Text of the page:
-Frequently Asked questions

Below is a list of questions commonly asked by our customers. If you cannot find the answers that you are looking for on this page, please contact Large Animal Practice.

What is Equine Dentistry and how is it different from floating a horse?

Equine Dentistry has been commonly referred to as “floating” a horses teeth for hundreds of years because it was thought that the teeth should be leveled and smoothed to have the most efficient chewing surface. “Floating” was the method of smoothing and leveling performed by ancient masons.

The profession of equine dental veterinarians is now using the term occlusal adjustment or dental equilibration to describe the process of removing sharp enamel points and correcting malocclusions in your horse’s mouth. It is important to note that horses teeth should NOT be leveled because this will inhibit the normal side to side chewing process that is necessary to process feed.

Why do my horses’ teeth need to be floated?

Horses evolved to have long hypsodont type teeth that are constantly erupting (They don’t “grow” throughout their lives! They’re just born with it!) into the oral cavity throughout their lives. This is in contrast to humans with brachydont teeth, what you’ve got in your mouth is what you will always have once your permanent teeth are present! Horses evolved this way to enable them to eat rough, abrasive feed without wearing through the surface of a brachydont tooth.

As a consequence of constant eruption and side to side grinding of feeding, they gradually grind away the chewing surface of their teeth resulting in sharp enamel points which need to be floated or reduced as part of routing dental maintenance. Some horses may develop dental imbalances or malocclusions that impair normal chewing function, comfort and oral health.

How often should my horse be floated?

This is the most common question that we are asked regarding equine dentistry. The Drs. at Large Animal Practice consider the age and function of each patient when creating a dental plan as we feel that every horse wears their teeth in a different manner and speed. For regular clients we generally do a brief unsedated exam every time we vaccinate your horse. It is important to note that an unsedated exam is NOT a replacement for a sedated speculum examination where EVERY tooth can be inspected.

It is difficult to give an answer on how often that a horses teeth need to be floated, but as a general note:

Young horses mouths change rapidly with the loss of baby teeth and replacement with adult teeth between the ages of 3-5 years. It is often found that wave malocclusions seem to form shortly after the horse has a “full” mouth.

In adult animals these malocclusions tend to be “permanent” and aggressive correction can be dangerous and contraindicated. Calculated, careful adjustment can be performed to make the mouth functional and comfortable, however it should be noted that these malocclusions return in 12 months.

Horses with severe malocclusions or loss of teeth may require examination and treatment every 6 months.
Horses with a healthy mouth may only need floating yearly or every few years.

Will you hand float?

Yes we do hand float horses. We still hand float horses because we feel that it does help some horses with mild dental issues that wouldn’t have the option of a more expensive procedure.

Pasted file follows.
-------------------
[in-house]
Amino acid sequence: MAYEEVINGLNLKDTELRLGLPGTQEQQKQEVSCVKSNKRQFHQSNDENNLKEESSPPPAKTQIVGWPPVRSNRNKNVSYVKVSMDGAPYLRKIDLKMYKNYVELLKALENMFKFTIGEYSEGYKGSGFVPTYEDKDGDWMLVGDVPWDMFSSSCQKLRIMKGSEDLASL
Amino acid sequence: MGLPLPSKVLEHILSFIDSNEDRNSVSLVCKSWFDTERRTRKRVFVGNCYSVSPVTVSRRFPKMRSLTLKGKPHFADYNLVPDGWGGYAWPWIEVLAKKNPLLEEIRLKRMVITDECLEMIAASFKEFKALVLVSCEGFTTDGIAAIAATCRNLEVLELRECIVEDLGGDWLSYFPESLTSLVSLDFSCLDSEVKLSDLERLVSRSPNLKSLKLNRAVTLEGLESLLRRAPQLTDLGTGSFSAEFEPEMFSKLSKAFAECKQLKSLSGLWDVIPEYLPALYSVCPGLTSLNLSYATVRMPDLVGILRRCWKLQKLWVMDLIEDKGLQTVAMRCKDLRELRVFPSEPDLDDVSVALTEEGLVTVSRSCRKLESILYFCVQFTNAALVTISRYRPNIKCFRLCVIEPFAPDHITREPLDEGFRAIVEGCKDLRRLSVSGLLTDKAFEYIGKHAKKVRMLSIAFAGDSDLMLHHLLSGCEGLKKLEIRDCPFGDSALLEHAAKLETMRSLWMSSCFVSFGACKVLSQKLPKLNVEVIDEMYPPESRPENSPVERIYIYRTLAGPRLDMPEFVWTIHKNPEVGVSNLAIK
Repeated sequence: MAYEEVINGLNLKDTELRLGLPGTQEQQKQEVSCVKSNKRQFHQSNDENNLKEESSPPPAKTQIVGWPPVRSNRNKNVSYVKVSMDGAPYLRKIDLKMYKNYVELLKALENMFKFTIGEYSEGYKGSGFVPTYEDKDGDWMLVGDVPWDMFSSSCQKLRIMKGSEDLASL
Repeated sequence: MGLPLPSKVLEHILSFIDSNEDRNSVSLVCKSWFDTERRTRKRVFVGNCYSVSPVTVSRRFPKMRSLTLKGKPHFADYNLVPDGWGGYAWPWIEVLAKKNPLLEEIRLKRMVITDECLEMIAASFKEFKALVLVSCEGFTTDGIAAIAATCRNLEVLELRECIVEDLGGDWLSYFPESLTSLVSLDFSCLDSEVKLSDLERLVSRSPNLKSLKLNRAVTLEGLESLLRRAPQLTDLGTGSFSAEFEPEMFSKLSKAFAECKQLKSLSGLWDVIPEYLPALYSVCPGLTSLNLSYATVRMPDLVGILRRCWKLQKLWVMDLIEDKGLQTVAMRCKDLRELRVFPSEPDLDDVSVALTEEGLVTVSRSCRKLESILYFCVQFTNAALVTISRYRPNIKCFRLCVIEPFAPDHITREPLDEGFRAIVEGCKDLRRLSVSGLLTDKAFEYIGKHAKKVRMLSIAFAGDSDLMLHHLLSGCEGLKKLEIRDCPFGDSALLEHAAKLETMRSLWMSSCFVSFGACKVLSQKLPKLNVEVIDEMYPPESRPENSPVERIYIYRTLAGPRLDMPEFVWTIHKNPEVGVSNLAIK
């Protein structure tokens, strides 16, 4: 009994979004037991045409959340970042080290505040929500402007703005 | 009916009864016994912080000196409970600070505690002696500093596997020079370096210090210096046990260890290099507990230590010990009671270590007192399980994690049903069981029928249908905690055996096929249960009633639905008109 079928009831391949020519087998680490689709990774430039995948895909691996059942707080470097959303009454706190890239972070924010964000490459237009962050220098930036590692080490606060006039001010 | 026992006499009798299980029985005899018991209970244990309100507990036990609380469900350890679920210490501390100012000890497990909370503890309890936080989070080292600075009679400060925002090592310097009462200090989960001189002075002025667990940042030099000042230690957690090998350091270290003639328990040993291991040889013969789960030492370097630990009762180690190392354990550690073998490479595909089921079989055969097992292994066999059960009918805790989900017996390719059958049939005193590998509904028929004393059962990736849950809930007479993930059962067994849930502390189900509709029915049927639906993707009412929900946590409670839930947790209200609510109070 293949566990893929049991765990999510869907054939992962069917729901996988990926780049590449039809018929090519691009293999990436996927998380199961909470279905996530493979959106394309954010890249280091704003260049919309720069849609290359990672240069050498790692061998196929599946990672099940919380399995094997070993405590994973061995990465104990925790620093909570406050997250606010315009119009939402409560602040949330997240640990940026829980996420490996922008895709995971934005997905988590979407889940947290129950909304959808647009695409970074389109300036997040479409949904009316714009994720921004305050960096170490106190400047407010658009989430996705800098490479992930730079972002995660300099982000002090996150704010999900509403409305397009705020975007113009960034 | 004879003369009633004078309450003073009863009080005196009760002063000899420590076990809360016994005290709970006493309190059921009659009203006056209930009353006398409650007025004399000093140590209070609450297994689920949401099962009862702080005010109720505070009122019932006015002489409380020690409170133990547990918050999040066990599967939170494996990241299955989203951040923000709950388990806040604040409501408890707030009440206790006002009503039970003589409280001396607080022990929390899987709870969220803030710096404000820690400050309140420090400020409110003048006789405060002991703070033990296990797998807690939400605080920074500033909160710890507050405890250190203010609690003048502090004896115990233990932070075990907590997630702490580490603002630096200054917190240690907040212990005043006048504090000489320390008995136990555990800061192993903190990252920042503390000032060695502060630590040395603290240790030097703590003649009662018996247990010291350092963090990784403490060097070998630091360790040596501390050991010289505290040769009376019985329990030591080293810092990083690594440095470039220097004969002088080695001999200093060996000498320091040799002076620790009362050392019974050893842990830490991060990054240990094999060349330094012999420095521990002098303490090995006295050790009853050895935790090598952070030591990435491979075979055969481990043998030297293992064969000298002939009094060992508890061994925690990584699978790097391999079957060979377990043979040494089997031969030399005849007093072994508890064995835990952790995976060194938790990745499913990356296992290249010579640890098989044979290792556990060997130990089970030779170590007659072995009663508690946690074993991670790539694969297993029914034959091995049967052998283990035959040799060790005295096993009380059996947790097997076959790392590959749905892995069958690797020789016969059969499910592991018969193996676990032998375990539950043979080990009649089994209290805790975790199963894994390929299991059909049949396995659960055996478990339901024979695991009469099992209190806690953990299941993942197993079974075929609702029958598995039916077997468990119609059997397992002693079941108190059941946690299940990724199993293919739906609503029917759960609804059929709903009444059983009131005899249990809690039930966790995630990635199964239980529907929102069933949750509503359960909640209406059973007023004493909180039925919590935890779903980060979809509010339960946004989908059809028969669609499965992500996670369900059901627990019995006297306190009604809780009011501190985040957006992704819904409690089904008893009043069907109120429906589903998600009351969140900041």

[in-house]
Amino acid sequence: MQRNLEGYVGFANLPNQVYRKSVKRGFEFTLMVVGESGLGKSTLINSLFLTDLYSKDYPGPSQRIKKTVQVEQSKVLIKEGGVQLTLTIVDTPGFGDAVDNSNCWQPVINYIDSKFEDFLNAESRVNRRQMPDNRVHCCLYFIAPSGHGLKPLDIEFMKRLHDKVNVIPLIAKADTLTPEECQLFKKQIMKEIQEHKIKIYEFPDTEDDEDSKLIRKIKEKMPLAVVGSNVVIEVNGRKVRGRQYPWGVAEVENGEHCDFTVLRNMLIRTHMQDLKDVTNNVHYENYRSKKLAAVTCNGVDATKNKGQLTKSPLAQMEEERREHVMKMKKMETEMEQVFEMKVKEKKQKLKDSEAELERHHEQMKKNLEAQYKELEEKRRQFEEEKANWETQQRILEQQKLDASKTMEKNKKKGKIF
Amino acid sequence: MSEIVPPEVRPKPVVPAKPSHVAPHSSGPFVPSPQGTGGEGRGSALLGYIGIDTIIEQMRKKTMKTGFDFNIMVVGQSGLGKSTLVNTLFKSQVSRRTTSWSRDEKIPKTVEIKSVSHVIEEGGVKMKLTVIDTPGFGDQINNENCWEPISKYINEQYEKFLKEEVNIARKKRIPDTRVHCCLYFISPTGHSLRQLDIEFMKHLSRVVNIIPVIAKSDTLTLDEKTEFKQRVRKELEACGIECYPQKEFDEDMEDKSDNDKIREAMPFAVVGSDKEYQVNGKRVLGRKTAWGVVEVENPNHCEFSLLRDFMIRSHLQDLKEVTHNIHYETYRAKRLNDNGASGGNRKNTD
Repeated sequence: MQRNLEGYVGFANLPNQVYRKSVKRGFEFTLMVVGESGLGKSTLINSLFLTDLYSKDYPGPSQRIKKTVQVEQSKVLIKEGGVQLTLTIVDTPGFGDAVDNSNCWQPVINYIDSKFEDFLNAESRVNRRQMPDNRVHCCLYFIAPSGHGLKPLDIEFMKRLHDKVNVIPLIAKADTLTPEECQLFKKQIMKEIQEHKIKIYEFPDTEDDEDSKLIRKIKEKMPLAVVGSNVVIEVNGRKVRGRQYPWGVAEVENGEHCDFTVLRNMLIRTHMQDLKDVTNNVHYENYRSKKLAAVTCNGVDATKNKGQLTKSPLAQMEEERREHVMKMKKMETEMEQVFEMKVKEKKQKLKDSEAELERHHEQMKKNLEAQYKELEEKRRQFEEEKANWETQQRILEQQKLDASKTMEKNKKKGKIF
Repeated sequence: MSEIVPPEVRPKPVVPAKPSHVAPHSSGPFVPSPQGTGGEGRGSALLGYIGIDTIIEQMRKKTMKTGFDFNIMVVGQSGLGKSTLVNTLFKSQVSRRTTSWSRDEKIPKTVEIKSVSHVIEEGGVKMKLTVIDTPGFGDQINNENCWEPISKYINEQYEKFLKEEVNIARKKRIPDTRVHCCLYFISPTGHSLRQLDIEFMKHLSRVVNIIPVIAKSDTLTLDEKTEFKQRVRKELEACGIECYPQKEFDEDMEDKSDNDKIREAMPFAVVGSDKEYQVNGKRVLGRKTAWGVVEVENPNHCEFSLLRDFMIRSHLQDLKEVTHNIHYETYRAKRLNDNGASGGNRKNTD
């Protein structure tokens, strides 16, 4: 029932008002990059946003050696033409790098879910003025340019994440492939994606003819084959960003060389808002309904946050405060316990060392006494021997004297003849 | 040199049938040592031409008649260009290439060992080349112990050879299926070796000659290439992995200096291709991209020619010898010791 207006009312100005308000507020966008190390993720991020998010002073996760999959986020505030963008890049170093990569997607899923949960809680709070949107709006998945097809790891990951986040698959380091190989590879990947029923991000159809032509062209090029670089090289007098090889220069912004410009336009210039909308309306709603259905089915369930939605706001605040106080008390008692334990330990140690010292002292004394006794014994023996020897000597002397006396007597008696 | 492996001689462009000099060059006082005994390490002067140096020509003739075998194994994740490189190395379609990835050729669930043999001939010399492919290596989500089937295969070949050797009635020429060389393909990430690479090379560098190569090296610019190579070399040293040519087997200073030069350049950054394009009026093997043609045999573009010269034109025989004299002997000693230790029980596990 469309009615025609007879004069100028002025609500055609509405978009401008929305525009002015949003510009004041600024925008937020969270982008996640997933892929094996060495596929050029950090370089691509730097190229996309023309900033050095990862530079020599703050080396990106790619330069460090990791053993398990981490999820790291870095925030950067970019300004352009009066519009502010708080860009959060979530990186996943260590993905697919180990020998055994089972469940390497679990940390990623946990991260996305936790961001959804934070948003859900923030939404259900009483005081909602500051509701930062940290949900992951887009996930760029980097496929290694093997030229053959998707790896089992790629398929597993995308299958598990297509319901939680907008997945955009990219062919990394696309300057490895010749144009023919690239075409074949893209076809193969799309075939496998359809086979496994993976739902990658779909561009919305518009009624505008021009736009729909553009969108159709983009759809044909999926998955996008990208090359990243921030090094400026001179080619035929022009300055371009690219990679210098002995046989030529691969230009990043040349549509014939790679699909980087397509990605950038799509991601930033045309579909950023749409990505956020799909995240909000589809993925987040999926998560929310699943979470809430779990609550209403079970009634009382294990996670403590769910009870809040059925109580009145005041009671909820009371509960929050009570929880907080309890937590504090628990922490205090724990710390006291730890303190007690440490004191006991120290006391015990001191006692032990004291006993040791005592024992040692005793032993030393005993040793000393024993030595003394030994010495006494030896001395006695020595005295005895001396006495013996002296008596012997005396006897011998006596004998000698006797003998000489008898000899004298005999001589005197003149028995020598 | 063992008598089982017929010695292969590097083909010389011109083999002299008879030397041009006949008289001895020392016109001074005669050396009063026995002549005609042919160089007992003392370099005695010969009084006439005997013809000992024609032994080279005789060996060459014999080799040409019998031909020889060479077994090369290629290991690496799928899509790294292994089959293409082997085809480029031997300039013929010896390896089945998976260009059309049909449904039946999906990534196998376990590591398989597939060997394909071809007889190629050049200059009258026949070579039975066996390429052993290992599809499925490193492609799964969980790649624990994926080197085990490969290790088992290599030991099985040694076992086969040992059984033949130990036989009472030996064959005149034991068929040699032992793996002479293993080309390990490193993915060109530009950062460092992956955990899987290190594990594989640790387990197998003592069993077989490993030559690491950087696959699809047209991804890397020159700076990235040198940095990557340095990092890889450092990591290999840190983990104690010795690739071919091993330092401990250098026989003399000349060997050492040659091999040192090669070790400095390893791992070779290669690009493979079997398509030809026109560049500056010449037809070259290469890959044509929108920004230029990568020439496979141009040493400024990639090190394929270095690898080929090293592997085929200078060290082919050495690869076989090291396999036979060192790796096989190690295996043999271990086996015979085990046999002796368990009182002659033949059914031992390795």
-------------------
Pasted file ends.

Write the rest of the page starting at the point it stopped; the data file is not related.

It should be noted once again that exams without a speculum and a bright light are not a replacement for a full examination and floating with superior visibility and precision. With the development of safer and more precise power dental instrumentation, we feel that we can do a more thorough and efficient job. The dental instruments that we utilize are designed to smooth the surface of the tooth without causing trauma to the soft tissues of the mouth.

What are the signs of equine dental problems?

There are many ways that your horse can demonstrate signs of dental problems. Common signs may include:

  • Dropping or quidding of hay while eating.
  • Being slow to finish their normal meal.
  • Unprocessed feed in their manure.
  • Impaction colics or Chokes
  • Weight loss or difficulty maintaining weight.
  • Turning, lifting or thrusting into feed while eating.
  • Fighting or chewing the bit.
  • Resisting being caught.
  • Bucking, rearing, pawing or other behavioral issues.
  • Refusing hard feed that they previously enjoyed.

Do you specialize in Equine Dentistry?

The American Veterinary Dental College board certifies veterinarians who go through a rigorous training regimen in order to specialize in dentistry. Currently, worldwide there are 19 active Equine Dental Specialists.

The veterinarians at Large Animal Practice enjoy and are passionate about equine dentistry, however ethically and legally no one is able to say they “specialize in equine dentistry” EXCEPT a board certified dentist. They have put in the years of dedicated higher education and deserve to have the distinction of being a Specialist.

There are numerous 3-4 week short courses to become a “certified equine dentist”, however these certificates are not recognized by any governing body and do not replace the years of training that veterinarians receive and continue to receive in education throughout their career. A lay dentist does not have a license or liability insurance in case malpractice occurs and they also do not have legal access or expertise in medications and sedation necessary for the procedures they perform.